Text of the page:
“No straw, please.” That’s what I say to any waiter at any bar. Well, most of the bars. Sometimes I forget and feel guilty or angry when my glass comes with 2 plastic straws. Other times I know this particular bar have paper or bamboo straws, and I enjoy stirring my drink with it. Recently, I even carry my own bamboo straw with me.
Some say plastic straws are not the main source of pollution you can find on earth. Maybe not, but it’s one of the most useless one (when you think about it, you don’t even really need one to drink, so why two?) and it became a symbol of all the single use plastic items that you find when you do beach clean-up, along with toothbrushes, cottons butts, plastic bottles and old flip flops.
Did you know that there are 5 huge floating Islands of Trash circling our oceans? the biggest one, drifting around the Pacific Ocean currents is much bigger than my country, France! It’s time to be aware that what we do have consequences worldwide.
When I was still living in Europe, I was less aware about plastic pollution. There, in most cities, you have several containers for trash: plastics, glass, organic, different containers colors for different items, and a little note on it to tell you what to throw where.
Then I started travelling and ended up in Indonesia. Amazing country, so diverse, and one of the top world’s spot for diving. The first time a cashier gives you a plastic bag for buying 2 bananas, you already think it’s a bit too much. When you end all your dives with your BCD jacket pockets full of trash, mainly plastic, you realize something went wrong with progress.
Here in Zanzibar, at least in Nungwi, most of the little shops will nicely give you a paper bag for your shopping, or a reusable plastic one. We pick up trash on the beach, but not that much underwater compared to other places in the world. It doesn’t mean Zanzibar and Tanzania generates less garbage than other countries or recycles more. It just means that the current is taking the pollution away from here, instead of bringing it to the shore, like it happens seasonally in Indonesia. But have a walk in the village, and you will see tracks of this pollution everywhere. All the plastic single use item you will use here in Zanzibar will either end up in the ocean or burn in the atmosphere.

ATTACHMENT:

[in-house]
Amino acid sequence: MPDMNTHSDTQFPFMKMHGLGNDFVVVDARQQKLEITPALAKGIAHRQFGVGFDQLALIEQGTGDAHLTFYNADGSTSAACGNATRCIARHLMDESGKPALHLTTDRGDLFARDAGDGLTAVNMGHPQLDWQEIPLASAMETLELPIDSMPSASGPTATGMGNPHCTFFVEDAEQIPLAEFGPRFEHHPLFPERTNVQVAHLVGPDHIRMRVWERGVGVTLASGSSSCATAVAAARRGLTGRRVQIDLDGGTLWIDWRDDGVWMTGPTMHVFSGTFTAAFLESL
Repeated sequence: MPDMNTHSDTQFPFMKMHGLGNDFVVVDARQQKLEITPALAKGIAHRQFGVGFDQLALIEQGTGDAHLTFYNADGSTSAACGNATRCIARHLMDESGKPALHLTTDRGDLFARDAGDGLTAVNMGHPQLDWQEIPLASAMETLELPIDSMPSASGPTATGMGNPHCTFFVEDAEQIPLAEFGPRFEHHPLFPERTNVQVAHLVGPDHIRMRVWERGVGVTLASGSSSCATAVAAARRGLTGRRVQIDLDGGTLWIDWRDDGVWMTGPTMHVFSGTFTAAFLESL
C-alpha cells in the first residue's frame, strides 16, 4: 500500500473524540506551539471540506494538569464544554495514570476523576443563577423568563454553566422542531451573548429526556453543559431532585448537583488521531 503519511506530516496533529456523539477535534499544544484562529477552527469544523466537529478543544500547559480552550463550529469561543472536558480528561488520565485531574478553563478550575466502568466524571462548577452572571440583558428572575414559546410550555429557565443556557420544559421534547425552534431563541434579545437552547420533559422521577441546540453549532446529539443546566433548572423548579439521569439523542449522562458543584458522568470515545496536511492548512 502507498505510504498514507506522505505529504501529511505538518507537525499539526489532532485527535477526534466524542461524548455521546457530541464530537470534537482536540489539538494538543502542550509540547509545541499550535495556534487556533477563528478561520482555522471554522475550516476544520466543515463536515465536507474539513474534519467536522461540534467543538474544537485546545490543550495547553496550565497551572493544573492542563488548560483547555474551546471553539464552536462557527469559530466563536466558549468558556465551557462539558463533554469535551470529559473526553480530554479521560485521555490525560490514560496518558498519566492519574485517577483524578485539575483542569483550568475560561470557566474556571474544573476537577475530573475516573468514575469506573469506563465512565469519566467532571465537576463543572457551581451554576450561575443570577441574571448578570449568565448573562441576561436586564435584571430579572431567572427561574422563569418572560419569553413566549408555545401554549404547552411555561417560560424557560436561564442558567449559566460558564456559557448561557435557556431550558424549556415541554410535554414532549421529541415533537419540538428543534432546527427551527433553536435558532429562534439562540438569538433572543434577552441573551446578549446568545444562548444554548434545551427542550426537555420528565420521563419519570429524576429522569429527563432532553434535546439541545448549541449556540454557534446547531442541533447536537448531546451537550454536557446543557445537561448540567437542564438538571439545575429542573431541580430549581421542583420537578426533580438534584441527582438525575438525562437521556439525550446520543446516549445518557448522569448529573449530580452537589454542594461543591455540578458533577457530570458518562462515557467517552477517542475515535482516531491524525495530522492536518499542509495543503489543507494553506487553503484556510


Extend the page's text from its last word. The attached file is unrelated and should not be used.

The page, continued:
Let’s not always blame the population alone. People use plastic items, but they are not the ones producing them, manufacturing them, more and more each year, just because it’s cheaper than reusable or eco-friendly ones. These big and powerful companies don’t care at all about the consequences, because profit is everything for them.
Plastic is a very resistant material. So, we started producing a lot of it in the 50’s, without thinking at that time about any type of recycling. But we can recycle plastic, at least part of it.
But what if recycling is not available in the country you live in? What if you don’t have different garbage bin for trash, or no bin at all? What if, for generations, your family just threw trashes on the ground, or in the ocean, thinking the nature will absorb it, like in old times when every piece of trash was organic? What if no one ever taught you that plastic pollution was killing our environment and our ocean, and that there’s probably microplastic in every little fish you catch to feed your family?
It takes about 400 years for a plastic straw to decompose in the nature. Probably around the same amount of time for any single use plastic item (plastic cutlery, bottles, glass, food containers, etc.). About 200 years for a soda can, 5 years for a cigarette butt.
Most of the components of your sunscreen are bad for the corals. Every change in temperature or change of Ph in the ocean can make coral bleach. And I’m not even talking about global warming, or the amount of CO2 released in the environment because of the way we eat, drink, buy, travel…
Of course, I’m part of it as well: I’m lucky enough to take planes to go back home or to travel around, I drive a car sometimes, forget my reusable box when I get take away…
I made a living of my passion, diving, and I’m taking tourists diving all year round. In all my briefings I speak about ocean conservation and environment awareness, because I think this is part of my job.
18% of the population worldwide travels. 0.45% of this tourist population scuba dive. That’s only a small amount of people witnessing daily the damages of pollution on coral reefs and aquatic life.
Being aware is the first step. Trying to reduce our impact on the environment is the second step.
That’s why we need to spread the word. Why we need to explain, again and again. Why, as divers, we can’t accept when people say, “oh it’s just one straw” Because millions of other people say the same, and these straws end up in a turtle nostril.
We try, at Spanish Dancer Divers, to be as eco responsible as possible. We stopped using plastic bottles on the boat. Instead, we provide reusable bottles for our divers and staff. This small little change, help us save on consumption of thousands of plastic bottles yearly!! We organize beach clean-ups. We adopted a dive site, our beloved House Reef, we do dive clean-ups there every month to collect the data for Project Aware, the environmental NGO from PADI.
All this is just a little drop in the ocean, but if we all do as much as we can, wherever we live, whatever job we do, we might be able to avoid the predicted catastrophe human beings as heading to.
Some associations are doing an awesome job in education and beach/ocean clean up, or even creating marine parks worldwide. For more information, or to get involved, check these links: Trash Hero, Project Aware, Mission Blue
To learn more about the islands of trash and the project created to get rid of it, it’s here: The Ocean Cleanup